It’s been happening again.
I want to cry pic.twitter.com/vrL3vDHBd4
— Liana Aghajanian (@LianaAgh) October 2, 2019
Over the past several weeks, in various corners of my social media world, there has been an uptick in posts about the latest deplorable concoction that someone is passing off as “hummus.” From a “cake batter” hummus I glimpsed on Facebook to this tweet of CBD and Hemp Hummus, my online community has let out a series of collective chickpea-related groans. This latest wave of food fusion outcry brought back memories from the end of last summer when I tasted, improbably, IPA-flavored hummus at a brewery in West Virginia.
Despite the resurgence of these experimental chickpea creations, it seems that the tide may finally be turning and dessert hummus, at the very least, might be on the way out. Bon Appetit named it one of “14 Food Trends We Hope Disappear in 2019.” So there is, perhaps, a light at the end of the brownie-batter-legume-mashup tunnel.
But for years now something has been bothering me about the way we talk about hummus and dismiss these hybridized variations: we never really get at the reasons they’re so egregiously bad or the stakes involved. Instead we get headlines that reduce analysis of hummus to “feelings” or articles that obsess about “firsts” and “mosts” and offer a laundry list of what a dozen different people have to say on the subject. The question of whether something qualifies as hummus gets reduced to a tautological assertion: if enough food writers or historians or culinary professionals pronounce that x is obviously ridiculous/disgusting/appalling/wrong, then x is not hummus. But even if a critical mass of us agree on what is not hummus, how do we get from there to a consensus on what hummus is?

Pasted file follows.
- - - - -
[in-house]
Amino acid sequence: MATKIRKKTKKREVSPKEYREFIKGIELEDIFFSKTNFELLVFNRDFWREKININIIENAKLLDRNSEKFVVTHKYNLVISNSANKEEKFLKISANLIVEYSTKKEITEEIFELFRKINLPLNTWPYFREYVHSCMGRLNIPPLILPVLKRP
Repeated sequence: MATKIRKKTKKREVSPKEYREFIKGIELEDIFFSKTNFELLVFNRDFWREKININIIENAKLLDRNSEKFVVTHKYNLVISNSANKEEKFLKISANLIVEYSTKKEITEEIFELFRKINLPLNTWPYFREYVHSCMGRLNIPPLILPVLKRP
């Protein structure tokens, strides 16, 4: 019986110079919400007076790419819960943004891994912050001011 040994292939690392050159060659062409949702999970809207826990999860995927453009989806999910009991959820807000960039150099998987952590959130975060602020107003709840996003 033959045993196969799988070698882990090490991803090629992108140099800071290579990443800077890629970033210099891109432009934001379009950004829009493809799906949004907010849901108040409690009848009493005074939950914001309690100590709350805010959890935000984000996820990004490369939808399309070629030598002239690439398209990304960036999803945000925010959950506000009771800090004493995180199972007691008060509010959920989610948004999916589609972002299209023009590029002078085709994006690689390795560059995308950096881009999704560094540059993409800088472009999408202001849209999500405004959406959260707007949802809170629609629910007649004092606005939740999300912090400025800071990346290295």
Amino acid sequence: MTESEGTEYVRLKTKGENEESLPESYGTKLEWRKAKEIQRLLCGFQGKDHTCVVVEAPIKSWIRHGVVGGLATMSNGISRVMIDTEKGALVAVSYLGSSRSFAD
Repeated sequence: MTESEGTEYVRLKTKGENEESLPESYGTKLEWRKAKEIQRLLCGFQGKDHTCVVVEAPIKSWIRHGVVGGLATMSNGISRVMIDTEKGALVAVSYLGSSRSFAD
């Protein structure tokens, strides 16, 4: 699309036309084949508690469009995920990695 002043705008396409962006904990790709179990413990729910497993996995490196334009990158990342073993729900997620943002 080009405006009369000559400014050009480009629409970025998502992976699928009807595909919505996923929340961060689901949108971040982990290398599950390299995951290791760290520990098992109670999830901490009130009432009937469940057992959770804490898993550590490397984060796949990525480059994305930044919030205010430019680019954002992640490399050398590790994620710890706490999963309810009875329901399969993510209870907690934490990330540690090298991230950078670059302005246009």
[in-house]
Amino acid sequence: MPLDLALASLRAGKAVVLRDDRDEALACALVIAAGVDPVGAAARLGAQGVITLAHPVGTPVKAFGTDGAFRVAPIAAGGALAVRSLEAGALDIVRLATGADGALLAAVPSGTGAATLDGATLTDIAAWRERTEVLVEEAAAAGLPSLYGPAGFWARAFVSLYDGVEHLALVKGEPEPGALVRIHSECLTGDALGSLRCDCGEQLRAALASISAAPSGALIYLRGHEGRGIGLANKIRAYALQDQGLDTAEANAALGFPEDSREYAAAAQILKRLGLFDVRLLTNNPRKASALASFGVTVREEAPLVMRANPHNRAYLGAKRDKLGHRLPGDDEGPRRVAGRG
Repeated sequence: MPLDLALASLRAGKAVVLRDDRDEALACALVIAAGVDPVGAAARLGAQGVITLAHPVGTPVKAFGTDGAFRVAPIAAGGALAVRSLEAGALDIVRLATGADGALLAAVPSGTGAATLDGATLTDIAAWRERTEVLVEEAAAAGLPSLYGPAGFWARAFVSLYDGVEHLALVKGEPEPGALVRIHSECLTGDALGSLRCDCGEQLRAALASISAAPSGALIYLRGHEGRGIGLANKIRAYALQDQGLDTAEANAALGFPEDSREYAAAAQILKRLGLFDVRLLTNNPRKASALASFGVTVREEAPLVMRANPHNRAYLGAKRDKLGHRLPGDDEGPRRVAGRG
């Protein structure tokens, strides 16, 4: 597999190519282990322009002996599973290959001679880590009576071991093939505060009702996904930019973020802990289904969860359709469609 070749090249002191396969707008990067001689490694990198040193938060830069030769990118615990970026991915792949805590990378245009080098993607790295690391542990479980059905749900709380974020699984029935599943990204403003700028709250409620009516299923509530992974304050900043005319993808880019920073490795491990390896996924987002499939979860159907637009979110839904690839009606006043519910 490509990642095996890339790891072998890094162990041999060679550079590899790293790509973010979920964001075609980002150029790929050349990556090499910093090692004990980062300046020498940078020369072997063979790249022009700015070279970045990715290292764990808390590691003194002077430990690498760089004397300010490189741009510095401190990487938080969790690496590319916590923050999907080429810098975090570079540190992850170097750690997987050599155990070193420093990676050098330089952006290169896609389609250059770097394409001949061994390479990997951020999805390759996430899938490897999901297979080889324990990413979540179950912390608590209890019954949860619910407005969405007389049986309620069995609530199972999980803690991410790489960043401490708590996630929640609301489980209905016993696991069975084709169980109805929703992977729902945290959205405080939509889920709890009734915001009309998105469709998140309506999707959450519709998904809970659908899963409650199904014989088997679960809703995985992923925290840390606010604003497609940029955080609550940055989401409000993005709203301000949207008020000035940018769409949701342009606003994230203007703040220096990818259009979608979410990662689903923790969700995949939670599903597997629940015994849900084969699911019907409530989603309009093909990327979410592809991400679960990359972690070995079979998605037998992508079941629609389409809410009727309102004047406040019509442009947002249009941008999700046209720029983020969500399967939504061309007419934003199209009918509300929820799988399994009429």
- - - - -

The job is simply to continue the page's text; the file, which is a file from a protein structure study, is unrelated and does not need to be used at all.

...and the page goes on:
I don’t consider myself a purist. And I also accept that the concept of “authenticity” can be a bit of a blunt weapon in discussions about food. At its best it is a fraught and debated term, and at its worst it can imply an unhelpful notion of culture as stagnant and unchanging. And yet I think it does matter what we do and don’t refer to as hummus. Keep reading for some thoughts about why (also, a recipe).
I think a lot about the relationship between food writing and translation, partly because when I’m not writing about food I do a lot of translation, and partly because I think translation as a concept is “good to think with” (see what I did there). Put simply, what if we think about introducing a new dish or recipe into our food culture as analogous to bringing a new word or phrase into our language? This is what theorists of translation refer to as “foreignization,” and it’s a wonderful way to infuse a language with novel ideas and perspectives.
But it also matters how this type of translation takes place and to what end. For instance, some people insist on using the word Allah (the Arabic word for God) in English prose––not to expand English vocabularies of the divine, but rather to imply some kind of fundamental and irreconcilable difference between Muslims and other kinds of believers. Along similar lines, adopting and even mainstreaming new dishes into American food culture can be a wonderful thing––but depending on the conditions that inform that adoption and flow from it, it can tread a fine line between expanding our palates and exoticizing or appropriating other cultures.
Within a translation framework, what does it mean to bring hummus as both an Arabic word and an Arab dish into the largely Anglophone food culture of the United States?* I would argue that there are good reasons and positive potential outcomes from doing so. But they do not include profiting off the exotic appeal of the vaguely foreign or capitalizing on a denaturalized conception of a healthy Mediterranean fantasia.** I think that’s what is at work in a lot of the marketing of dessert-themed and CBD-type hummus varieties, and it helps explain why it just doesn’t sit right with so many of us: at the end of the day it’s a clumsy, and I would argue irresponsible, translation.
Sara Yasin put it best in a recent Tweet:
like honestly using “hummus” in place of the word “dip” is not any kind of objective cultural victory anyone who agrees with this deserves a lifetime of eating buffalo chicken chickpea sludge
— Sara Yasin 🙅🏻 (@sarayasin) October 17, 2019
In other words, if you’d like to make a vegan dark chocolate brownie batter chickpea dip, fantastic. Whatever. But don’t call it hummus.